By increasing the involvement of participants in all stages of the resistance, decentralised structures can help to create a sense of ownership and thus maintain participation. More significantly, they are also harder to stop than more centrally organised movements, which can be susceptible to bribery, and which can make deals to the detriment of those on the ground. It is possible that an agreement between Israel and the Palestinian Authority would be unlikely to stop the villagers at Bil’in from protesting if it did not ameliorate their situation – only firm compromises from the Israeli authorities could achieve this. Another advantage of non-hierarchical organisation for non-violent action groups comes from Kenneth Boulding, who argues that “the larger and more authoritarian the organization, the better the chance that its top decision-makers will be operating in purely imaginary worlds.” When engaging in Civil Disobedience, an intimate knowledge of the facts is necessary, particularly in dangerous regions. It is arguable that hierarchical structures would be unable to effectively manage the situation on the ground. It should be noted that a lack of hierarchy should not mean a lack of wider organisation – that the protests have died down in Bil’in over the past year could be regarded as problematic; a lack of wider coordination has allowed small groups to be placated by promises from their occupier. Nonetheless this is a seperate issue.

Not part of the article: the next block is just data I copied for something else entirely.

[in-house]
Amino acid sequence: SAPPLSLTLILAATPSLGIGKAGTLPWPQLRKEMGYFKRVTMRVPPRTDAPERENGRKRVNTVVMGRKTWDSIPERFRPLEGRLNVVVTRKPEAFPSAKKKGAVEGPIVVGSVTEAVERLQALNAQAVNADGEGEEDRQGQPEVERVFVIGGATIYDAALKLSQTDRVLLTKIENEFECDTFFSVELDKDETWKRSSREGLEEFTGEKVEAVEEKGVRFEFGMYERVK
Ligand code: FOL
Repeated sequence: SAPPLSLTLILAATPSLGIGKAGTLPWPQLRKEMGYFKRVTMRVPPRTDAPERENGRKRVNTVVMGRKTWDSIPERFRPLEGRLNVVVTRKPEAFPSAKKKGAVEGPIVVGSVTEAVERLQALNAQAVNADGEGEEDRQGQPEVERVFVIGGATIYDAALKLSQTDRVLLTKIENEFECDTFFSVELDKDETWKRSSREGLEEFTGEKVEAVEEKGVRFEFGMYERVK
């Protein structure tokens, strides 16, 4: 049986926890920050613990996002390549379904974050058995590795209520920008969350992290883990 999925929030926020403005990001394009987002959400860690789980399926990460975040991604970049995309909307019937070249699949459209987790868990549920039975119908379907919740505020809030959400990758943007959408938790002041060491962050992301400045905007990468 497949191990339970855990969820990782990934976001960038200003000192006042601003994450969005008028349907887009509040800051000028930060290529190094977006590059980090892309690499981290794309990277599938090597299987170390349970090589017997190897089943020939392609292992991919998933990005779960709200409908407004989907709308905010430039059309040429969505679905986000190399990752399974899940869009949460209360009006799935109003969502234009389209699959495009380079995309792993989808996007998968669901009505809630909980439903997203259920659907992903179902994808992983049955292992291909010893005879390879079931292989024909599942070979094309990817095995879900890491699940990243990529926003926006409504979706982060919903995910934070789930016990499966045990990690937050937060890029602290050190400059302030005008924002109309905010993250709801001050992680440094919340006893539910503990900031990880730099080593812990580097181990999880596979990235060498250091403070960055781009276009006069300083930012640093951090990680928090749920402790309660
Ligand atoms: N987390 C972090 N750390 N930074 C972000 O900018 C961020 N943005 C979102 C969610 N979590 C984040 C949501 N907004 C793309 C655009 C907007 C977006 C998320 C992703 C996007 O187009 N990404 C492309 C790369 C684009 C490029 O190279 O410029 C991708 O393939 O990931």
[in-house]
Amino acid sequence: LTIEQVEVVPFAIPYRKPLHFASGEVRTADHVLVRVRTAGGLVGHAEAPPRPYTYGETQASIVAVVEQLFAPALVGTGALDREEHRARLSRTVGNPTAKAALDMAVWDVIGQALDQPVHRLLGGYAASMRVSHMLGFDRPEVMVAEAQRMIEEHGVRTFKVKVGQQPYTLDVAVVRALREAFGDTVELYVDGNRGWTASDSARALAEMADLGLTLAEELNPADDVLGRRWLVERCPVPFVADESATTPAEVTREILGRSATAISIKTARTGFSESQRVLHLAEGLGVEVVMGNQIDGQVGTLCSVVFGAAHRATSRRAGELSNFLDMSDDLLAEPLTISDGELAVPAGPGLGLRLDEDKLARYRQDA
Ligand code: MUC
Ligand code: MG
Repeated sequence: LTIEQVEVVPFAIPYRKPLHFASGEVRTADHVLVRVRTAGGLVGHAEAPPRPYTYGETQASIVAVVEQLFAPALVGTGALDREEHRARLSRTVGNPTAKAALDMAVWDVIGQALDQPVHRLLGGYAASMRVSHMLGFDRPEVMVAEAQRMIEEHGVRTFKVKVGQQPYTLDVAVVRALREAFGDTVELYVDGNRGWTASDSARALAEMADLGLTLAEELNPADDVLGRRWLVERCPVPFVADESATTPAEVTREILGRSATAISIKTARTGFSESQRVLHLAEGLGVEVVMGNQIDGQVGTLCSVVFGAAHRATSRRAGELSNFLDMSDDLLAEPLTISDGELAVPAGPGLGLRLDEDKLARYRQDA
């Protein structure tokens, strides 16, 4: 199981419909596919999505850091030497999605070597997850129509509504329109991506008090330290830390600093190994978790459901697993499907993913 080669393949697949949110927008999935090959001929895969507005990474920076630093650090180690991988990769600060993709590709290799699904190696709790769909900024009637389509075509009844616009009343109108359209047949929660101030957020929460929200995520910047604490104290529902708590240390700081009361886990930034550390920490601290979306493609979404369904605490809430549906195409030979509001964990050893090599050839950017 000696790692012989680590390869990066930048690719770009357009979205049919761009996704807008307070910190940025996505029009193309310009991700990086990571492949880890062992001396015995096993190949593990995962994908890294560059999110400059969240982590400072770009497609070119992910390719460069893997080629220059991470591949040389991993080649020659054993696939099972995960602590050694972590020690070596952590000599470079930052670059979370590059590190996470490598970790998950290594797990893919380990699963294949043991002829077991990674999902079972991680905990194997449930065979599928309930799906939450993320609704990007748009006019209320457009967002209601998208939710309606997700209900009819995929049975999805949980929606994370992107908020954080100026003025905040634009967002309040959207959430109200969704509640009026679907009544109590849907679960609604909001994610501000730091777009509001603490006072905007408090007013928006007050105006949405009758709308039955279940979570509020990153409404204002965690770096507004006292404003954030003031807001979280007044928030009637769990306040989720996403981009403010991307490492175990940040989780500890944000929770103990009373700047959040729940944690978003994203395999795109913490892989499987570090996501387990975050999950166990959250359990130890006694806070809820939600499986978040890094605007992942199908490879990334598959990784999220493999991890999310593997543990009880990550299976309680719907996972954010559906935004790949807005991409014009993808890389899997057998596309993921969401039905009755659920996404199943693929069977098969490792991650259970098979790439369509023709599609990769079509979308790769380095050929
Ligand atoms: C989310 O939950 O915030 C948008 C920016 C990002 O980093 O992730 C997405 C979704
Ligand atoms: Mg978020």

4. The Specific Political Environment
Israeli discourse is often centred around the notion that the occupation of the West Bank and Israel’s wider foreign policy has been necessary as a tool to protect Jews from a hostile Arab world. A result of this has been that failures on the part of the Israeli government to prevent attacks on Jews have been received coldly by the Israeli public, particularly when such attacks have been carried out by the IDF. When Gil Na’amati, a member of AATW who had just served three years in the IDF, was shot in the leg in 2003, there was a significant mainstream debate in Israel. High profile leaders such as Shimon Peres, then Labour Party leader, expressed their shock at the incident; former minister Yossi Beilin, went so far as to say that the soldier who shot Na’amati should have refused his commander’s orders. It would seem that this level of concern within Israel creates opportunities for groups such as AATW to exploit their relative immunity, and thus broadens their utility. Such a situation is also true of the internationals who travel to the Occupied Territories. As mentioned earlier, the deaths of Rachel Corrie and Tom Hurndall received widespread media coverage. Mark Clyde argues that Israel is dependent on the United States for financial and military support; thus it is not only domestic legitimacy that is of particular concern for Israel. It’s reliance means that challenges to the legitimacy of support for Israel in the US and its allies are a problem for the Israeli establishment; it is this mechanism which would appear to give utility to the contribution of internationals in this particular case.
If it is the case that the above conditions were instrumental in helping the villagers at Bil’in to win change, then these aspects could be taken to other struggles and applied to other situations. Naturally, it is not a cut and paste situation, especially in the case of the specific political environment. Popular struggle is a very imperfect and incomplete science, which improves and progresses with empirical research and trial and error. Nonetheless, it is hard not to look at Bil’in and recognise the potential which comes from solidarity action, from mass communication and from a non-hierarchical mode of organisation.